John's Journal...

What Are Your Personal Rules for Hunting Wild Turkeys?

Day 3: Hunting the Lightning Turkey and the Air Gobbler and the Dirt Road Tom

Editor’s Note: Every turkey hunter sets-up his own set of rules about what’s fair and not fair within the laws of the area where he’s hunting when he hunts the wily gobbler. Often a turkey hunter believes his personal ethical turkey-hunting code should be implemented by every other turkey hunter. Many wild turkeys earn their names, because of their characteristics or actions. The men and women who hunt them have intimate relationships with these gobblers. In the situations we’ll describe this week, you’ll make up your own mind as to whether the hunter should have taken the gobbler or let the tom survive another day.

The Lightning Turkey:

Click for Larger ViewClick for Larger ViewOnce there was a tom that had fooled every turkey hunter in a certain hunting club for 2 years. Sometimes this turkey would gobble from the roost and not talk again for most of the day. He’d been shot at several times and had been spooked by hunters numerous times. This bird was hunter-smart and woods-wise. He became almost a legend in the nearby, small, sleepy, southern community. Finally on one rainy morning when the lightning was popping, and the sky was lighting up, glowing with a heavenly aura, one of the hunters went into the woods. He thought the hard-to-take gobbler might shock gobble to the thunder. In that early morning downpour as the light came up behind the bird sitting in a beech tree, the sportsman spotting a clearing just in front of the roost tree where he assumed the gobbler would fly. Belly crawling up to the edge of the clearing, the hunter waited in the rain and the mud for the tom to leave the limb. When the turkey flew from the roost and hit the ground, the shotgun reported as the hunter took the big gobbler.

1) Would you term the bagging of this tom as ambushing?
2) Should the bird have been allowed to survive if he couldn’t be called?

The Air Gobbler and the Dirt Road Tom:

Click for Larger ViewClick for Larger ViewTwo friends were hunting together when they spotted hens feeding in a field. As they made their approach to glass the rest of the field, three big gobblers flew up in front of them. The first hunter fired at a tom, knocking the bird down. The turkey ran off with the hunter in hot pursuit. The second hunter followed the first hunter. When the first hunter fired a second time to down his gobbler, another longbeard flew over his head, landed in the middle of a dirt road and ran off the edge of the road in front of the second hunter. As the second longbeard tried to run into a briar thicket, the second hunter quickly brought his shotgun to his shoulder and fired, rolling the tom. Neither of these two turkeys had been called, yet both hunters were successful.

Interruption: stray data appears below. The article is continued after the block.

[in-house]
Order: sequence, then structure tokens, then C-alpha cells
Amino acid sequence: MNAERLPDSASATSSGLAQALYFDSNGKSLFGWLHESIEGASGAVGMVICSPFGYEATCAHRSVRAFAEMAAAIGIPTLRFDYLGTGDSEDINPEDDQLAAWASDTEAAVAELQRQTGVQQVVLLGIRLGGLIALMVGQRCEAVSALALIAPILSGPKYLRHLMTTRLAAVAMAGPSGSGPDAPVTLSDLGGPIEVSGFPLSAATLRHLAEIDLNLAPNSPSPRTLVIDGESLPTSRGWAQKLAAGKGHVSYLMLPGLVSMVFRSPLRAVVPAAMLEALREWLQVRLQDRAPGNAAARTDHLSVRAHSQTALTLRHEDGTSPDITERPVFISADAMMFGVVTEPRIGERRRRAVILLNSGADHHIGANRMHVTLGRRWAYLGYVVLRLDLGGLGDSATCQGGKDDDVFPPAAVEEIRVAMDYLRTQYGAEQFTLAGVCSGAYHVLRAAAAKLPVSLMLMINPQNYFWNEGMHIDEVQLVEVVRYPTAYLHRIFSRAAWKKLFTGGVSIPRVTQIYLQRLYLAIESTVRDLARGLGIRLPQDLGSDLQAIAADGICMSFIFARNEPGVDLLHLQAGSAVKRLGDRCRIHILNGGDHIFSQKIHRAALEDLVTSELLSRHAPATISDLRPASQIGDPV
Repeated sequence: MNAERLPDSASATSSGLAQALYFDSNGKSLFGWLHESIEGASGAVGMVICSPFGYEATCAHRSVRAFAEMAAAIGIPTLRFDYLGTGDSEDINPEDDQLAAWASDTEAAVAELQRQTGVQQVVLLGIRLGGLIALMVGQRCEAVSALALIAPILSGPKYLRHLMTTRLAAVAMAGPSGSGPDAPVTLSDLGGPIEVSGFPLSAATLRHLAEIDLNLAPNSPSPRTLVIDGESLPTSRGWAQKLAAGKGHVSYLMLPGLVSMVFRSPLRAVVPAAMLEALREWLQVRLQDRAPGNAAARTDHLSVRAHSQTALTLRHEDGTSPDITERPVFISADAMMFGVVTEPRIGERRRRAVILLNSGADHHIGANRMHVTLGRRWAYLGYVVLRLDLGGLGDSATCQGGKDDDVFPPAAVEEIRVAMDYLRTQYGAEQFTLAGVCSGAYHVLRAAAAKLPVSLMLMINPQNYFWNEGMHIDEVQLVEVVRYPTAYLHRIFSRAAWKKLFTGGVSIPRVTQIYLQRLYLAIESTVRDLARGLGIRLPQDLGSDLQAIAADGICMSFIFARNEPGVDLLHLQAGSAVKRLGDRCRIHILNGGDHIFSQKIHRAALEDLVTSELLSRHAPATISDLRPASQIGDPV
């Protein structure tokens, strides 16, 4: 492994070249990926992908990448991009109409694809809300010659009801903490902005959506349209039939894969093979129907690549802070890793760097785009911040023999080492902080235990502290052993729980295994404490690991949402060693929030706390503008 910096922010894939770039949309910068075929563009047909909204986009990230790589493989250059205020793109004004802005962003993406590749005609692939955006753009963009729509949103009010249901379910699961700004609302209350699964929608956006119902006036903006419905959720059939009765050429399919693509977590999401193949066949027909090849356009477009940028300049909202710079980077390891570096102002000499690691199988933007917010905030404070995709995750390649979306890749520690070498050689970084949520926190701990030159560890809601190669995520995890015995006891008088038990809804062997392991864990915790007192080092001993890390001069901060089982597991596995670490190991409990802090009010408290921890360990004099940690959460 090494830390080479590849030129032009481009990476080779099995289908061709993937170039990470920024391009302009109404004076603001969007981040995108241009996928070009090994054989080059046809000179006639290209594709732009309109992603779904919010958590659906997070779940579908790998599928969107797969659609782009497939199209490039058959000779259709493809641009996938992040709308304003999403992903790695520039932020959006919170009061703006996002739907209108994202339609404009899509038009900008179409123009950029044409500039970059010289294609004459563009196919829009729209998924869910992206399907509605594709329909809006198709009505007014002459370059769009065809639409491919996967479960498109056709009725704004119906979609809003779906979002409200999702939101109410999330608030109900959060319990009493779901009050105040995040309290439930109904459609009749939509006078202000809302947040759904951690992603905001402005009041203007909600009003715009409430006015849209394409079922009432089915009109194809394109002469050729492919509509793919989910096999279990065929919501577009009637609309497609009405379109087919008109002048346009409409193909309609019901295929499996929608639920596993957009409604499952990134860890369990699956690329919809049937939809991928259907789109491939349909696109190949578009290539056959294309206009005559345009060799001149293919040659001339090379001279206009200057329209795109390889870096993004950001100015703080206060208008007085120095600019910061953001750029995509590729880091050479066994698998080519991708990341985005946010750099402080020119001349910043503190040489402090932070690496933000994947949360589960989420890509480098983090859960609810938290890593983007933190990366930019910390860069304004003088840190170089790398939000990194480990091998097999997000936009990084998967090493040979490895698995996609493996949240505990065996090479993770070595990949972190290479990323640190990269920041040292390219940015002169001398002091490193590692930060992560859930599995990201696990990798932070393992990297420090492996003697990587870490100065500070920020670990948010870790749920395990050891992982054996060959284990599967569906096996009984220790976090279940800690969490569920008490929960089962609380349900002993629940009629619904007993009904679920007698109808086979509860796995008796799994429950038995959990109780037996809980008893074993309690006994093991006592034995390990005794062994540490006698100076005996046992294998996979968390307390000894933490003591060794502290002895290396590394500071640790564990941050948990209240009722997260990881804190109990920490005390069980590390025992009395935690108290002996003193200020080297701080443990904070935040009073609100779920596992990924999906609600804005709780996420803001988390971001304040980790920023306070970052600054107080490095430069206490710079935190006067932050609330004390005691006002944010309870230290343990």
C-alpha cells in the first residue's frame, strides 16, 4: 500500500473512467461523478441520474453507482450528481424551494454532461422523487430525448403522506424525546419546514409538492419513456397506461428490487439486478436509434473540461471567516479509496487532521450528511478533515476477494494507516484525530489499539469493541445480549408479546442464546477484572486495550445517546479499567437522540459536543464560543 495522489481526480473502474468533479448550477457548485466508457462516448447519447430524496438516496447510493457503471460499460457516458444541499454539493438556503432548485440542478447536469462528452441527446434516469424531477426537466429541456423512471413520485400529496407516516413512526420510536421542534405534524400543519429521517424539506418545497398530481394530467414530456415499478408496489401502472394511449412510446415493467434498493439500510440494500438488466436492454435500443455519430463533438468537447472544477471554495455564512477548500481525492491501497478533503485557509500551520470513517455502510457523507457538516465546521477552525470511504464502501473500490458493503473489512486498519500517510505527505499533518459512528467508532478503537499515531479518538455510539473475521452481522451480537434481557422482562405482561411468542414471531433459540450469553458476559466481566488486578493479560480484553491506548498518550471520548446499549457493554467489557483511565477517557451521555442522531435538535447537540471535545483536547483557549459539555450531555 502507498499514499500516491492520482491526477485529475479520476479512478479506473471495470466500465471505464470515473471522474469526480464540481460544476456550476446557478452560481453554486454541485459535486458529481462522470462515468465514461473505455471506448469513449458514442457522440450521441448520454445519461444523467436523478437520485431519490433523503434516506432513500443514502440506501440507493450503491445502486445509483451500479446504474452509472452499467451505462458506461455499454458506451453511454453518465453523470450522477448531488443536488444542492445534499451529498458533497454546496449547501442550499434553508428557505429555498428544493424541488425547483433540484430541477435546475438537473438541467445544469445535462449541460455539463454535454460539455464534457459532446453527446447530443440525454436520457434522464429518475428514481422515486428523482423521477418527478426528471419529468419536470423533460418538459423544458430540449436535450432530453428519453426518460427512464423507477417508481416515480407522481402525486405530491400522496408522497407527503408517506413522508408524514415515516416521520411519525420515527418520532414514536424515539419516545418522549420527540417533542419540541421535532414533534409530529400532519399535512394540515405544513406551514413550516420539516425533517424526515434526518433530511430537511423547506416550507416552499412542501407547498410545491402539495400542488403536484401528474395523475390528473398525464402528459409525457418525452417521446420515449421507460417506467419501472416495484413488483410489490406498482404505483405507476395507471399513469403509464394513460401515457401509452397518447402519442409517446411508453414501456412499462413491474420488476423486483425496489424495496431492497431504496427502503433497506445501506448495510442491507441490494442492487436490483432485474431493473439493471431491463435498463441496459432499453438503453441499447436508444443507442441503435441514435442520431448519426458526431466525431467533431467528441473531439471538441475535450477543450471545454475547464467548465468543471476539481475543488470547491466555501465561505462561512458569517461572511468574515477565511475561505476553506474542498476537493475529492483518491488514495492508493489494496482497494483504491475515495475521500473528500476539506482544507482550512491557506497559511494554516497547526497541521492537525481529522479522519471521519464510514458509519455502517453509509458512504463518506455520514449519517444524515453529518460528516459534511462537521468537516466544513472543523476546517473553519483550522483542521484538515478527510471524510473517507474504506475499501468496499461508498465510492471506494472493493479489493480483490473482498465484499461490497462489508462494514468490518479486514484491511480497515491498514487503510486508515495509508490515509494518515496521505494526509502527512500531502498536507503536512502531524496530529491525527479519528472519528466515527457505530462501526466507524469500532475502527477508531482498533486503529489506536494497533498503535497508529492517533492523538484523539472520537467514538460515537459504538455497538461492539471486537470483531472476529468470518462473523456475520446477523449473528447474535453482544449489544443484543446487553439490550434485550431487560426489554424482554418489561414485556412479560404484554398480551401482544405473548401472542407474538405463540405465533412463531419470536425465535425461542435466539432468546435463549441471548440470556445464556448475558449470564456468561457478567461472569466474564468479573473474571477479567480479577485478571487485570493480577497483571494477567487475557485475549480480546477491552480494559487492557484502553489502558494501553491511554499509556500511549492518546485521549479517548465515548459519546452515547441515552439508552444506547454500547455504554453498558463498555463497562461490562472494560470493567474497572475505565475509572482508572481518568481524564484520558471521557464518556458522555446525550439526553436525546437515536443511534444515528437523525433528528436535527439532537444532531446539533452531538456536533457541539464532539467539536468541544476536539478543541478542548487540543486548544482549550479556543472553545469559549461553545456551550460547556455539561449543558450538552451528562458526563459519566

1) Should the first hunter have shot the gobbler in the air?
2) Should the second hunter have shot the tom when it had no chance of escape through the thicket?
3) What would you consider fair in a situation like this one?
4) What would you have done?

To learn more about turkey hunting from the masters, get these Kindle eBooks by John E. Phillips, including: “The Turkey Hunter's Bible (available as an eBook or in paperback),”PhD Gobblers: How to Hunt the Smartest Turkeys in the World,” “Turkey Hunting Tactics” and his latest eBook, “Outdoor Life’s Complete Turkey Hunting.” Click on the links above, or go to, type in the names of the books, and download them to your Kindle, and/or download a Kindle app for your iPad, SmartPhone or computer.

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About the Author

John Phillips, winner of the 2012 Homer Circle Fishing Award for outstanding fishing writer by the American Sportfishing Association (ASA) and the Professional Outdoor Media Association (POMA), the 2008 Crossbow Communicator of the year and the 2007 Legendary Communicator chosen for induction into the National Fresh Water Hall of Fame, is a freelance writer (over 6,000 magazine articles for about 100 magazines and several thousand newspaper columns published), magazine editor, photographer for print media as well as industry catalogues (over 25,000 photos published), lecturer, outdoor consultant, marketing consultant, book author and daily internet content provider with an overview of the outdoors. Click here for more information and a list of all the books available from John E. Phillips.

Tomorrow: Hunting the Field Turkey and the Spooked Gobbler

Check back each day this week for more about What Are Your Personal Rules for Hunting Wild Turkeys?"

Day 1: Is the Sport of Turkey Hunting and Turkey Calling the Same?
Day 2: Taking the Flying Turkey Gobbler and the Slow Tom
Day 3: Hunting the Lightning Turkey and the Air Gobbler and the Dirt Road Tom
Day 4: Hunting the Field Turkey and the Spooked Gobbler
Day 5: Hunting the Processional Tom and the Not Close Enough Gobbler

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Entry 763, Day 3